"Then I had to have a very interesting conversation with my wife.”

One successful election campaign later, he is sitting in the airy, glass-roofed atrium of Westminster’s Portcullis House. Whitfield has silver hair, glasses, and wears a Labour-red tie with his shirt. He looks every bit the approachable primary school teacher, and sometimes he forgets he isn’t anymore. 

I ask how the school reacted to his election bid, and he begins “I have”, and then corrects himself: “There is a primary four class I had the pleasure to teach.” The children wanted to know everything from where parliament was, to his views on education and independence. He took unpaid leave to campaign. 

“Actually not teaching the children was the hardest thing,” he recalls. “During the campaign I kept bumping into them when I was door-knocking.”

Whitfield was born in Newcastle, in 1965, to Labour-supporting parents. “My entire youth was spent with people who were socialists.”

His father was involved in the Theatre Workshop, founded by the left-wing director Joan Littlewood. “We were part of a community which supported each other and found value in that support in art and in theatre,” he says. “That is hugely important to me.” 

He trained as a lawyer, but grew disillusioned with the profession and retrained as a teacher instead. He and his wife eventually settled in Prestonpans, where they started a family and he “fought like mad” to work at the local school. She works as the marketing manager for the local theatre.

He believes he won his seat – one of the first to be touted as a possible Labour win – thanks to a combination of his local profile, the party’s position on independence and its manifesto, which “played brilliantly everywhere we discussed it”.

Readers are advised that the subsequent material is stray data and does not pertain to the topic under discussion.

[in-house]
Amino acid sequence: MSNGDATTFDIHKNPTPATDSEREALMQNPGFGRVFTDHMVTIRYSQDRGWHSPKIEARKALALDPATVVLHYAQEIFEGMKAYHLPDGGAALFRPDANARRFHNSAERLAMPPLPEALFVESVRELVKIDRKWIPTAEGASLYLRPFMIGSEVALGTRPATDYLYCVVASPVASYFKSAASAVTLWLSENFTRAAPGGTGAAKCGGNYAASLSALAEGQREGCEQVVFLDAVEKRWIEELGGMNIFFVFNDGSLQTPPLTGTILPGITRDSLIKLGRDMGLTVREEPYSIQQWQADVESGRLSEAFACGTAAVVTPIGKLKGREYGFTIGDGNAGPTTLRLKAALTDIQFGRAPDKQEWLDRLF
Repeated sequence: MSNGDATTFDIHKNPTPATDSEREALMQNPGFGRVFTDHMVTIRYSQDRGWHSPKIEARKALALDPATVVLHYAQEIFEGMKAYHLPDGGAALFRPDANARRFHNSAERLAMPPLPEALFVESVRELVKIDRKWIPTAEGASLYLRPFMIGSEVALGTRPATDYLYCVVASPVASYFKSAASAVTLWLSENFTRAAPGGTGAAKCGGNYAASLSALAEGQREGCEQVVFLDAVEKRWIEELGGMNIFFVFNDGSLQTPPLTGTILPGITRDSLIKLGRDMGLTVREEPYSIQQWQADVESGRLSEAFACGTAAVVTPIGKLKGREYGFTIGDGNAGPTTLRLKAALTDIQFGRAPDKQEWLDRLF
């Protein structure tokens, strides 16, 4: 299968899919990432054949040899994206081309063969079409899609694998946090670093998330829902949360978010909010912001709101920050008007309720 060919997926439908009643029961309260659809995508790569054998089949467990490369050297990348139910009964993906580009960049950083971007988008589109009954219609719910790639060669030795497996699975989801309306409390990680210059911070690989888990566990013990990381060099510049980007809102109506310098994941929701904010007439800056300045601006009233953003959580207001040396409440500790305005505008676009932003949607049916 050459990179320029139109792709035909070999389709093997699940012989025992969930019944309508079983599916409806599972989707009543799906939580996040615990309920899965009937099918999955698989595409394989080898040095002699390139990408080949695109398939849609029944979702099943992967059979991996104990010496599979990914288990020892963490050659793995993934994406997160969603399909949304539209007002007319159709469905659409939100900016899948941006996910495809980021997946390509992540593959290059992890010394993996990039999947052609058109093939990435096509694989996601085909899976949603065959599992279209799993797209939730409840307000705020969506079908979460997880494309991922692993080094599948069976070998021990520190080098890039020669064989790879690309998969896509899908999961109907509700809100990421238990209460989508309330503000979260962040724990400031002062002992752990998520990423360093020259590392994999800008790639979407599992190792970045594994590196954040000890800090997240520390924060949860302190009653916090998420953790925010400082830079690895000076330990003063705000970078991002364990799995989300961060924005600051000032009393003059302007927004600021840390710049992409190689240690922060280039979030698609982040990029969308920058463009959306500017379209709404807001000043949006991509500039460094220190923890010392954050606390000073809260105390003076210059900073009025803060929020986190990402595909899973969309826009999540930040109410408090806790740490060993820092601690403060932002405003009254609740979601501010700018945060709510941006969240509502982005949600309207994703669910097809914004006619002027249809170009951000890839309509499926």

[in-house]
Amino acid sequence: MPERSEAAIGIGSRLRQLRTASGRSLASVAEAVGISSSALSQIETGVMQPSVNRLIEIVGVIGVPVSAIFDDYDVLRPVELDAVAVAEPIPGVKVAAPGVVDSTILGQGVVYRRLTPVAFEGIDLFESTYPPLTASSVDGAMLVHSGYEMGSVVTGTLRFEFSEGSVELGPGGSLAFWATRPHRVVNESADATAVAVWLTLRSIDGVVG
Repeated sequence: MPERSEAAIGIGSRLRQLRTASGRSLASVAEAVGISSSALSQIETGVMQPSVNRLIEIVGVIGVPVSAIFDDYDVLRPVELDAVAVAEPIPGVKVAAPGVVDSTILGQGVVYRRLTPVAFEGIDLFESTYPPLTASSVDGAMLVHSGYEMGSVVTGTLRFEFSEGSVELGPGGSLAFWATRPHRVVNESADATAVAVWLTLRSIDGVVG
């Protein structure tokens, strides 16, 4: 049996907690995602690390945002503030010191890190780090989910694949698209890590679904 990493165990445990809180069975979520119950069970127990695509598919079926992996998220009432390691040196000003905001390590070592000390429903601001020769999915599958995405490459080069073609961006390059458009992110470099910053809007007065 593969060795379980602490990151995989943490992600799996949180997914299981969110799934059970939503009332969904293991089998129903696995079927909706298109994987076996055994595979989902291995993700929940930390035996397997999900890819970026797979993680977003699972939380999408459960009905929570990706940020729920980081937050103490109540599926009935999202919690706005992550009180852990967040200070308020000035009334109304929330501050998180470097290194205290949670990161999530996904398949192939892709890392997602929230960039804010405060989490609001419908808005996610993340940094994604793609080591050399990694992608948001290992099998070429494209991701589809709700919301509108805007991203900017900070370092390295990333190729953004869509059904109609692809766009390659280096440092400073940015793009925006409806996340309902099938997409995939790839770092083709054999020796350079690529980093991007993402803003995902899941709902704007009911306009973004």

It offered hope, he says: “As far as my doorstep discussion in East Lothian went, some people were for and against Jeremy Corbyn, some people were for and against Kezia Dugdale, but I didn’t find anyone who was against the manifesto.”

Whitfield’s new job will mean long commutes on the East Coast line, but he considers representing the constituency a “massive, massive honour”. When I ask him about East Lothian, he can’t stop talking.

“MPs do tend to say ‘my constituency’s a microcosm’, but it really is Scotland in miniature. We have a fishing industry, crabs and lobsters, the agricultural areas – the agricultural soil is second to none.” The area was also historically home to heavy industry. 

After his first week in Westminster, Whitfield caught the train back to Scotland. “That bit when I got back into East Lothian was lovely moment,” he says. “I was home.”

Julia Rampen is the digital news editor of the New Statesman (previously editor of The Staggers, The New Statesman's online rolling politics blog). She has also been deputy editor at Mirror Money Online and has worked as a financial journalist for several trade magazines.